This issue of Accountability takes account of recent trends in international criminal law with a particular eye towards the future of prosecuting international crimes. In doing so, the issue opens with Keith Petty and Dov Jacobs discussing the crime of aggression. In a point-counter-point format, these authors examine the arguments for and against the UN Security Council playing a role in defining the crime and determining jurisdiction over the crime. While this section of the newsletter focuses on the progression of the ICC, the next two articles bring to light the challenges faced by the closing ad hoc tribunals highlighted by Valerie Oosterveld in her recap of the ASIL conference roundtable which took place in March 2010. This is explored further by Ousman Njikam’s article examining the ICTY’s procedures of pardoning, sentencing and early release which, he points out, act to ensure the continuation of the tribunal’s efforts towards justice. The pursuits of justice continue at the Special Court for Sierra Leone where Haydee Dijkstal studies an accused’s right to counsel as it has played out in the Charles Taylor trial court over the past year. Pubudu Sachithanandan in his article regarding the Office of the Prosecutor’s Policy Paper on Victim Participation provides an overview of the procedural safeguards and way forward for victims at the ICC. The newsletter wraps up with a domestic look at prosecuting international crimes when Olga Martin-Ortega and Rosa Ana Alija-Fernandez highlight the efforts of Argentinean courts to open cases under the principle of universal jurisdiction for those crimes committed during Francoist Spain. The ASIL ICL Interest Group would like to thank the authors who have contributed to this newsletter for their efforts. They have provided a glimpse into the progression of international criminal law from a substantive viewpoint regarding the future of the crime of aggression, procedural safeguards at both the ICC and ad hoc tribunals and the rise of national prosecutions.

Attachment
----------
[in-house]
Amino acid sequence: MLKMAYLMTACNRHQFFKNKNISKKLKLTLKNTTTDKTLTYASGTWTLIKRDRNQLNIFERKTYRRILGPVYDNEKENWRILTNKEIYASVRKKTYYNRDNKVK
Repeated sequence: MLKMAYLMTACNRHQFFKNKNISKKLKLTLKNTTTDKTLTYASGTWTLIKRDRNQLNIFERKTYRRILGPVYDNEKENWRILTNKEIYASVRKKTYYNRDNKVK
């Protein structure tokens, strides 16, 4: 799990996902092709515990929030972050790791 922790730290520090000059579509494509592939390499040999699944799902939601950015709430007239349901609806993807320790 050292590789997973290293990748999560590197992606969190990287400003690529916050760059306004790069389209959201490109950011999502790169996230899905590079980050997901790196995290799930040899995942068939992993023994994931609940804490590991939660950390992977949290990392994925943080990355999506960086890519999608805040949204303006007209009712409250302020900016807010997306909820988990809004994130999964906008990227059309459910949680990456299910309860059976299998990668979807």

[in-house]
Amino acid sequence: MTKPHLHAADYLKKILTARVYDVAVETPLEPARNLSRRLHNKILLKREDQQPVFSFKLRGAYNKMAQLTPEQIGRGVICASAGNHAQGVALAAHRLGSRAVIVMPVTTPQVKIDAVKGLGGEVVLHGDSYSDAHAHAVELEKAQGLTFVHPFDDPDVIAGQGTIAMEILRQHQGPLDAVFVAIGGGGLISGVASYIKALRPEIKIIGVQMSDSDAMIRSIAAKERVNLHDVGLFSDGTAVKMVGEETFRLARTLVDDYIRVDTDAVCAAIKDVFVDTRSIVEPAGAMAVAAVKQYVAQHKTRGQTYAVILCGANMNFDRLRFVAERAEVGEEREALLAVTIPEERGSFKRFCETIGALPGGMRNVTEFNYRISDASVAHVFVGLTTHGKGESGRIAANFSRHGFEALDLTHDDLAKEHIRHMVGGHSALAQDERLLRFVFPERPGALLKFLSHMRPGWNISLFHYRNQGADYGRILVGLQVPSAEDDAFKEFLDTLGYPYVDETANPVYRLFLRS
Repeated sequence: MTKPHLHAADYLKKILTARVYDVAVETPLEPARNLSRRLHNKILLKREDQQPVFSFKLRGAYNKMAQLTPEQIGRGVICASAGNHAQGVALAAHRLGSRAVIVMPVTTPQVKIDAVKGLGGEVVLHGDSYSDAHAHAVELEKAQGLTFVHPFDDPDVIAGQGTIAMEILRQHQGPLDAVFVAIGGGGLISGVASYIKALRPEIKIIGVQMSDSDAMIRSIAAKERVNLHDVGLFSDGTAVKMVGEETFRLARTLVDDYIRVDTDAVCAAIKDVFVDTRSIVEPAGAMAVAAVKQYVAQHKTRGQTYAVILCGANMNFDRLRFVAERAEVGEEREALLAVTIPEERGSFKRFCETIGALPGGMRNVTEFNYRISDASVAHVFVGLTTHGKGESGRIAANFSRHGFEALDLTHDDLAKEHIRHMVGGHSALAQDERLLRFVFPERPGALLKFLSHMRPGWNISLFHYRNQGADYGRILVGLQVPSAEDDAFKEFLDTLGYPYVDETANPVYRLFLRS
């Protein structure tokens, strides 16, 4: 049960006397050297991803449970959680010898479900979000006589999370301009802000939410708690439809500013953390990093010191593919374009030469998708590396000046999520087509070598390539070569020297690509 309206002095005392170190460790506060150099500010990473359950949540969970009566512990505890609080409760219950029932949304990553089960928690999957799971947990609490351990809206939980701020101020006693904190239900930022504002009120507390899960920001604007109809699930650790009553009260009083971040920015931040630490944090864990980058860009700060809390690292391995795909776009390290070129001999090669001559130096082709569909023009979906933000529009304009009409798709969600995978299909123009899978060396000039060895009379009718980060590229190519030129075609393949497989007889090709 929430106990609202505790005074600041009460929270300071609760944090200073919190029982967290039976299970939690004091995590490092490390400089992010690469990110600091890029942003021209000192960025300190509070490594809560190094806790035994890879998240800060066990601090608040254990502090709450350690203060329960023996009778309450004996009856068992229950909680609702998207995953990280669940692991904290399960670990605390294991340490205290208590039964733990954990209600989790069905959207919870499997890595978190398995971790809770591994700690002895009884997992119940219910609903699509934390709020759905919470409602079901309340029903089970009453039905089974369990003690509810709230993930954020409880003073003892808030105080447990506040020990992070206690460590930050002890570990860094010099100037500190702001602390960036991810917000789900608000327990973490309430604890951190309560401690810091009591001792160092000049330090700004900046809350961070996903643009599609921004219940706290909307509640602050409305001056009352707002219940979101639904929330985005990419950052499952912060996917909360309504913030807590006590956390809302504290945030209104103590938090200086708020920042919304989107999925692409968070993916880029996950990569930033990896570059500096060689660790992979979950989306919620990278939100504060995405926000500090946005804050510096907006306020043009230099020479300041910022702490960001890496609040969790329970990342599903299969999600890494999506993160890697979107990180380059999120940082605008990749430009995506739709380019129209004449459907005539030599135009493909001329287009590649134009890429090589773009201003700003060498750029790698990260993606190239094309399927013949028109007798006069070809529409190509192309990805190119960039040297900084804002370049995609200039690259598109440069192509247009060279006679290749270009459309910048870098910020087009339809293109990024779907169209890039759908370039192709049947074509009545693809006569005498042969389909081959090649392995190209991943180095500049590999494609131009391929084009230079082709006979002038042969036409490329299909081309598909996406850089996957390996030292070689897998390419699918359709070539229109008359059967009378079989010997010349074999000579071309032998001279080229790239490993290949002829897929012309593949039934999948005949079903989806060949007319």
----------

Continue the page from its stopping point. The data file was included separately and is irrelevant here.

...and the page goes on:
Point-Counter-Point: Discussing Aggression at the ICC
Dov Jacobs & Keith Petty
The Kampala ICC Review Conference ended in dramatic style with the adoption by the Assembly of States Parties of a definition for the crime of aggression at 12:10am Saturday, June 12, 2010. While the definition remains largely unchanged from pre-conference drafts, the conditions for the exercise of jurisdiction in Articles 15 bis and 15 ter provide significant caveats to the ICCs independent jurisdiction. Specifically, jurisdiction does not extend to acts of aggression committed on the territory of or by nationals of non-state parties, State parties may opt-out of the Court’s jurisdiction over aggression, and the crime will not come into effect until 2017 at the earliest. Debates in international legal circles are already underway as to whether the jurisdictional provisions, most notably in relation to the involvement of the Security Council, are appropriate given the political nature of the crime, or whether the final amendments conceded too much in order to achieve consensus. Many of these issues are explored in the next segment; a point-counterpoint discussion between Dov Jacobs and Keith A. Petty. Written prior to the Review Conference, these essays provide a backdrop to key legal issues in the aggression debate which, even if partly moot following the Kampala resolution, remain legitimate concerns for academics and practitioners alike when analyzing the implementation of the adopted definition in the future.